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Do you salvage or abandon a piece of writing?

A pencil, a notepad, and some crumpled paper

Every writer eventually winds up with that piece of writing. You finish or come close to finishing something, but it’s not quite right. It didn’t turn out the way you expected it to. The piece doesn’t sing, it doesn’t soar. The core, the heart, of that piece of writing is there but the rest of it doesn’t really work.

When that happens, you have a difficult choice to make: do you salvage that piece of writing or do you abandon it? Here’s some advice that can help you make the choice.

Is the writing worth salvaging?

We all like to think that every idea we have is great. That it’s the next big thing, no matter how small it is. That with enough work, we can make the idea shine.

Don’t fool yourself.

Not all ideas are created equally. There might not be a market for that piece of writing, at least a market that will be either profitable or which will spread your work further afield. It could be that you’re not fully engage with the topic, and trying to salvage it won’t make you any more engaged. You could wind up just going through the motions and the result could be even more lacklustre.

Do you have the time to salvage it?

Depending on what you’ve written, it could take a bit of time to salvage it. Obviously, a shorter article or blog post or essay will be quicker to rework than, say, a piece of long-form writing or a book.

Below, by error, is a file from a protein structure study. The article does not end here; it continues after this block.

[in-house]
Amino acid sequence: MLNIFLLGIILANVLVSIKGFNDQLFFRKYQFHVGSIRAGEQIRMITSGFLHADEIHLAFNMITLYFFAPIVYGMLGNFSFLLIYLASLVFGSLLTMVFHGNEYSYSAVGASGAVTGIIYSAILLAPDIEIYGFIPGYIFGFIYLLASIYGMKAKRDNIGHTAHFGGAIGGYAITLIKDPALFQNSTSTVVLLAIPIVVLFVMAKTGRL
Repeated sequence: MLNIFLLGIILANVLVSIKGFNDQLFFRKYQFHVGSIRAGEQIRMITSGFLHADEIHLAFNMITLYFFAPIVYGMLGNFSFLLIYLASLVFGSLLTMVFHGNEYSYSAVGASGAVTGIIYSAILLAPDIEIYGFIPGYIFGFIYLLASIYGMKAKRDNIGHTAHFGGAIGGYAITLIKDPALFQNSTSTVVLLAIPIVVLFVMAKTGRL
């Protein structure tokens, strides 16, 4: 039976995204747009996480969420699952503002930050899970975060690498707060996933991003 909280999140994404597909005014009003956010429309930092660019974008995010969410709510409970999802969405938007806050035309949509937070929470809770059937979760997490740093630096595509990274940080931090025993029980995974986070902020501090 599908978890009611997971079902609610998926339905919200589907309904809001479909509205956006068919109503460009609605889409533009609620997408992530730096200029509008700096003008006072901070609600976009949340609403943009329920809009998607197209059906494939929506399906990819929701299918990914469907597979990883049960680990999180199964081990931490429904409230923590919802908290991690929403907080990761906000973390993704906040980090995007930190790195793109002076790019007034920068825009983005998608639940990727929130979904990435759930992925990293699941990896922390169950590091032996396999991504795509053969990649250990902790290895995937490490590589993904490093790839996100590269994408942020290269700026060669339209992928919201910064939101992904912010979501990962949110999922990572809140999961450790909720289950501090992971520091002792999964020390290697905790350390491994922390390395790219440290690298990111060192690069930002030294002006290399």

If you hear yourself saying I’ll get back to it eventually, don’t bother trying. Chances are, you won’t get back to it. Ever. And if that eventually does come, the time for the idea underlying what you plan to salvage might have passed.

You should also consider the effort versus the reward. If you spend five additional hours reworking a piece of writing but wind up selling it for $50 or $100, then you haven’t made much (if any) profit.

Will it reach an audience?

For most writers, at least ones who aspire to make their livings with their keyboards, reaching an audience is key. That goes hand-in-hand with getting paid. That goes hand-in-hand with being a professional.

If what you’re trying to salvage will never reach a paying audience, then you should probably abandon it. While salvaging that piece of writing can be a good exercise in rewriting or editing, it doesn’t pay the bills. It does nothing to advance your career. You’re better off focusing your time and energy on work that will reach an audience, that will pay, and that will be a good addition to your portfolio or list of published credits.

Will you be able to salvage it?

You can’t salvage every piece of writing that isn’t working. You might just have a lemon on your hands. There’s no shame in that.

In this case, it’s better to abandon the piece of writing rather than spending your time and energy trying to salvage it. You’ll only wind up with frustration and heartbreak if you do.

It can be difficult to decide whether to salvage or abandon a piece of writing. You need to look at the piece of writing closely, put your ego aside, and make the decision (however harsh) that’s best for you and for that piece of writing.

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